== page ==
The Prodigal Father

by Rev. Ben Eder

0608searching.jpgSunday, June 15, is Father’s Day. A familiar Bible text regarding fathers is the Parable of the Prodigal Son. Although this story is usually told from the perspective of the “lost son,” what about the father in the story? What was his responsibility? And how does he respond to the wanderings—and return—of his son?

The word prodigal means being “rashly or wastefully extravagant,” or “giving in abundance.” With those definitions in mind, the father could be said to be “prodigal,” too—generous in bestowing mercy and grace upon his wayward son.

The parable is found in Luke 15:11–32. Please read it first; then answer the following questions.

According to verse 12, the younger son asks for his portion of his father’s estate. Under Mosaic law, the younger son was entitled to one-half of what the older son would receive (Deut. 21:17). When the younger son asks for his portion, what, in effect, is he saying to his father?

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The son goes off to a “far country,” where he spends his money in extravagant living. Broke and despondent, he comes to his senses. What conclusion does he come to (vv. 18–19)?

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When the father sees his son approaching, what does he do (v. 20)?

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By providing a robe and other accessories, and throwing a party, what is the father saying to his son (vv. 22–24)?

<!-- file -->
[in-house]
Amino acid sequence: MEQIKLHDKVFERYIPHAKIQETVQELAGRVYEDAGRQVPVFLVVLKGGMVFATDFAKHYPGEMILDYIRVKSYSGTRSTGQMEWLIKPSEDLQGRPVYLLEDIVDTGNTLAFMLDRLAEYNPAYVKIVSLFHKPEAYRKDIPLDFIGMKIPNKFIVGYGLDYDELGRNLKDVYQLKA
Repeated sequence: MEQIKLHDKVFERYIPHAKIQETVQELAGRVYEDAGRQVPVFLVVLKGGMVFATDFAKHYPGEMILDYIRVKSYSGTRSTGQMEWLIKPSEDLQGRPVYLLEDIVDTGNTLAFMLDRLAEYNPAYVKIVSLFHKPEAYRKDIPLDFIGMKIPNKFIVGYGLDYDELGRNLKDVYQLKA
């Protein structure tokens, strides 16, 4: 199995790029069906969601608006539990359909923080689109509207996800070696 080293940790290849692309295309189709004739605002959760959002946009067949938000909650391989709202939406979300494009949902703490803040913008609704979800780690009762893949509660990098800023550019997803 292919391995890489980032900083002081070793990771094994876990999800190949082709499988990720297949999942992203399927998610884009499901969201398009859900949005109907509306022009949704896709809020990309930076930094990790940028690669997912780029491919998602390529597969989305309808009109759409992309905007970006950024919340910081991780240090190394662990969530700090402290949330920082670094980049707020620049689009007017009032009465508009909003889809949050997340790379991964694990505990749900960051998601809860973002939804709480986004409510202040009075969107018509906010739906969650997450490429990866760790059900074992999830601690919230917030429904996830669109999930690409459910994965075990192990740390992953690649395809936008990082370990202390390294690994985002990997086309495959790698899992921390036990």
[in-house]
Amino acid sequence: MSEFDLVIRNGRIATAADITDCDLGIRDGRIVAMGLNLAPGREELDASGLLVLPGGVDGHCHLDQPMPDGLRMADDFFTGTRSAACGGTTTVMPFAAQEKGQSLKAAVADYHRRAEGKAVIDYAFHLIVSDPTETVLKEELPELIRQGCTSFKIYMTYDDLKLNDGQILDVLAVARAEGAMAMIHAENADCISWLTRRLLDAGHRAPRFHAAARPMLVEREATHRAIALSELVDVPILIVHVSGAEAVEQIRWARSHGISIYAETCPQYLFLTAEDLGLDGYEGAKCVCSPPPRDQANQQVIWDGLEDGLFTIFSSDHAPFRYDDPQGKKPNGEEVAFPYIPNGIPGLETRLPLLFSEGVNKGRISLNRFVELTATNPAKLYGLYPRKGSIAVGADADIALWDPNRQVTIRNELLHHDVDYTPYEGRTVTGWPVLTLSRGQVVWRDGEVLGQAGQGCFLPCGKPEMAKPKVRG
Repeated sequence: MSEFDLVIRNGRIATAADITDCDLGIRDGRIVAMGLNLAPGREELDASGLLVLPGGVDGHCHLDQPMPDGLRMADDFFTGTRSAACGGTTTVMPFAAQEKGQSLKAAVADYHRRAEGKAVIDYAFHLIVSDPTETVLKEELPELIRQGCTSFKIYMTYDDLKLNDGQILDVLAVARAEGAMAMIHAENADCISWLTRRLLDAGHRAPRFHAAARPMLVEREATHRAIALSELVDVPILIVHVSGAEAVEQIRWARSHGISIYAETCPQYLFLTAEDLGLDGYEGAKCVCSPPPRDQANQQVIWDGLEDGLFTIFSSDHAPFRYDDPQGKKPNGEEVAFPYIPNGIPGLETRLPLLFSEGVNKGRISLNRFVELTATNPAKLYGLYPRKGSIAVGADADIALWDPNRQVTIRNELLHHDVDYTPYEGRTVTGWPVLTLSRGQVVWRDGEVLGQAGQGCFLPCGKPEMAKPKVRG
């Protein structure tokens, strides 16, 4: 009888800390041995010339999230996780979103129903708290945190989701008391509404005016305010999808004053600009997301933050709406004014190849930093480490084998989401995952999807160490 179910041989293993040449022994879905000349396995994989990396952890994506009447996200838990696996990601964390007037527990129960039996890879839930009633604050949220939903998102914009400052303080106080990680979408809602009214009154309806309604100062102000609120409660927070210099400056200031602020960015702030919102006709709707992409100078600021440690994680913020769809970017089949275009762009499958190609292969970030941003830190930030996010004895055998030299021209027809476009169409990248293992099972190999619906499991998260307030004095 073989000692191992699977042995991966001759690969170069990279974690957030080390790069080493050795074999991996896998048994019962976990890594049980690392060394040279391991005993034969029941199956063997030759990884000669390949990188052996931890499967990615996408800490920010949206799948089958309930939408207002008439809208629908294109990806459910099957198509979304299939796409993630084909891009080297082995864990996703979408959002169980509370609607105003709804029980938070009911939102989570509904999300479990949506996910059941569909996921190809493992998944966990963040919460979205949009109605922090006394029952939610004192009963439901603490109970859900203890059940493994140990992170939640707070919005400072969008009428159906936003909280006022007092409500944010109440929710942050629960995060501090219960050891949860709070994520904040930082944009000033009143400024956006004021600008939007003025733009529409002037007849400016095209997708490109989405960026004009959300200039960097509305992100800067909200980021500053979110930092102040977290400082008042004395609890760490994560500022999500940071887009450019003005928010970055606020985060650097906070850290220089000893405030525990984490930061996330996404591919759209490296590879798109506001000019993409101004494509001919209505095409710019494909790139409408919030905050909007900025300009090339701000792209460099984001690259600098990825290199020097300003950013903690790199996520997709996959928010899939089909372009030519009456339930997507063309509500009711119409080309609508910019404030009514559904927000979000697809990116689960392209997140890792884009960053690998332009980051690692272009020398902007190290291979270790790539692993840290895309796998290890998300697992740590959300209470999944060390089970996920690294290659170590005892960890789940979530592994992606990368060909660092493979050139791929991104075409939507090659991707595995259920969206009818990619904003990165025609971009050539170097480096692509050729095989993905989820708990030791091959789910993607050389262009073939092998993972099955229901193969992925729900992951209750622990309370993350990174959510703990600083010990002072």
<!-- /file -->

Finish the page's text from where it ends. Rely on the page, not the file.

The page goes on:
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The older son is indignant. He protests the gracious treatment his brother is receiving. He refuses to call him “my brother,” instead referring to him as “this son of yours.” The older son probably represents the Pharisees and other self-righteous individuals who believe they earn God’s favor through their character or works (see Luke 15:2). Rather than chastising his older son, what does the father say to him (vv. 31–32)?

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The father’s reaction to his younger son’s return is in line with what Jesus says about the sheep that strays but returns. What happens in heaven when the repentant sinner returns to the fold (Luke 15:4–7)?

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The graciousness of the father in this parable reflects the disposition of the heavenly Father toward His children. In fact, Scripture uses the word Abba (Aramaic for “Father”) to describe the loving nature of God (see Mark 14:36; Rom. 8:15). Do you view God as “Father”?

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The father in the Parable of the Prodigal Son shows us how God the Father relates to His children. God is merciful, for He does not give us what we deserve (His wrath and punishment for sin), and He is gracious, for He gives us what we do not deserve (forgiveness and restoration through faith alone in Jesus Christ).

Although this parable speaks to all people, it contains a special message for earthly fathers: What kind of father are you? Do you reflect the love of the heavenly Father, or do your children see something else? May the love of God be found in all earthly fathers!

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